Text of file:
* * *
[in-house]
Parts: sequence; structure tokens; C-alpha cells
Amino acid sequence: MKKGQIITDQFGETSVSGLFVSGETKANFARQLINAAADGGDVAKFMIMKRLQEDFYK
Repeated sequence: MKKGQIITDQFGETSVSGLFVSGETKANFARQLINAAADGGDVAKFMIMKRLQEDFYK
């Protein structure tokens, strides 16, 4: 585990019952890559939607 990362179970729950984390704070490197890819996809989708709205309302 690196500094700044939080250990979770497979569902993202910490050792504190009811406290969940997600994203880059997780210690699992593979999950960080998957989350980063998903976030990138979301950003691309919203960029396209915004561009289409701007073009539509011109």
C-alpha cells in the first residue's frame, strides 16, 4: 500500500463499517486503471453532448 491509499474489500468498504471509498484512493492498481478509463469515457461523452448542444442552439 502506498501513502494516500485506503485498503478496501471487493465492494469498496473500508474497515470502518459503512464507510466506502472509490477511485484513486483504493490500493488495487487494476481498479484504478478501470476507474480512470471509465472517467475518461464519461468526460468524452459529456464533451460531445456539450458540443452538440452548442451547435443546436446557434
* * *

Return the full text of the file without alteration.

[in-house]
Parts: sequence; structure tokens; C-alpha cells
Amino acid sequence: MKKGQIITDQFGETSVSGLFVSGETKANFARQLINAAADGGDVAKFMIMKRLQEDFYK
Repeated sequence: MKKGQIITDQFGETSVSGLFVSGETKANFARQLINAAADGGDVAKFMIMKRLQEDFYK
């Protein structure tokens, strides 16, 4: 585990019952890559939607 990362179970729950984390704070490197890819996809989708709205309302 690196500094700044939080250990979770497979569902993202910490050792504190009811406290969940997600994203880059997780210690699992593979999950960080998957989350980063998903976030990138979301950003691309919203960029396209915004561009289409701007073009539509011109």
C-alpha cells in the first residue's frame, strides 16, 4: 500500500463499517486503471453532448 491509499474489500468498504471509498484512493492498481478509463469515457461523452448542444442552439 502506498501513502494516500485506503485498503478496501471487493465492494469498496473500508474497515470502518459503512464507510466506502472509490477511485484513486483504493490500493488495487487494476481498479484504478478501470476507474480512470471509465472517467475518461464519461468526460468524452459529456464533451460531445456539450458540443452538440452548442451547435443546436446557434